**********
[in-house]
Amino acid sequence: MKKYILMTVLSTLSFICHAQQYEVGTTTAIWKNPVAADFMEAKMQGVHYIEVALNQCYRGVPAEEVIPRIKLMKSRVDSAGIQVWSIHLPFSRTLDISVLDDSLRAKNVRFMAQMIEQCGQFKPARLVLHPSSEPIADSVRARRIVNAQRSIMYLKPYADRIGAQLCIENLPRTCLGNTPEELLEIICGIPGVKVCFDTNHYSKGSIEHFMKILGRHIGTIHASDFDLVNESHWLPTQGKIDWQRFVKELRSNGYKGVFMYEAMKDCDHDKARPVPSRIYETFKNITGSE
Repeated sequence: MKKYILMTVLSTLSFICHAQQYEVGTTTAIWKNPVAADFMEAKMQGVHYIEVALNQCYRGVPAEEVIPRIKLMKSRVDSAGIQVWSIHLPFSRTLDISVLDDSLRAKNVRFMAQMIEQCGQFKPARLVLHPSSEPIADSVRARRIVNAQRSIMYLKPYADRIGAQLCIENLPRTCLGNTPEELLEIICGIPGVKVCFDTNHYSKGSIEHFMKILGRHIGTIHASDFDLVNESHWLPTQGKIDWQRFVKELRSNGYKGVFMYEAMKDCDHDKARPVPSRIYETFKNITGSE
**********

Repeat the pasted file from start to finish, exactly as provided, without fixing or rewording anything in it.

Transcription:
[in-house]
Amino acid sequence: MKKYILMTVLSTLSFICHAQQYEVGTTTAIWKNPVAADFMEAKMQGVHYIEVALNQCYRGVPAEEVIPRIKLMKSRVDSAGIQVWSIHLPFSRTLDISVLDDSLRAKNVRFMAQMIEQCGQFKPARLVLHPSSEPIADSVRARRIVNAQRSIMYLKPYADRIGAQLCIENLPRTCLGNTPEELLEIICGIPGVKVCFDTNHYSKGSIEHFMKILGRHIGTIHASDFDLVNESHWLPTQGKIDWQRFVKELRSNGYKGVFMYEAMKDCDHDKARPVPSRIYETFKNITGSE
Repeated sequence: MKKYILMTVLSTLSFICHAQQYEVGTTTAIWKNPVAADFMEAKMQGVHYIEVALNQCYRGVPAEEVIPRIKLMKSRVDSAGIQVWSIHLPFSRTLDISVLDDSLRAKNVRFMAQMIEQCGQFKPARLVLHPSSEPIADSVRARRIVNAQRSIMYLKPYADRIGAQLCIENLPRTCLGNTPEELLEIICGIPGVKVCFDTNHYSKGSIEHFMKILGRHIGTIHASDFDLVNESHWLPTQGKIDWQRFVKELRSNGYKGVFMYEAMKDCDHDKARPVPSRIYETFKNITGSE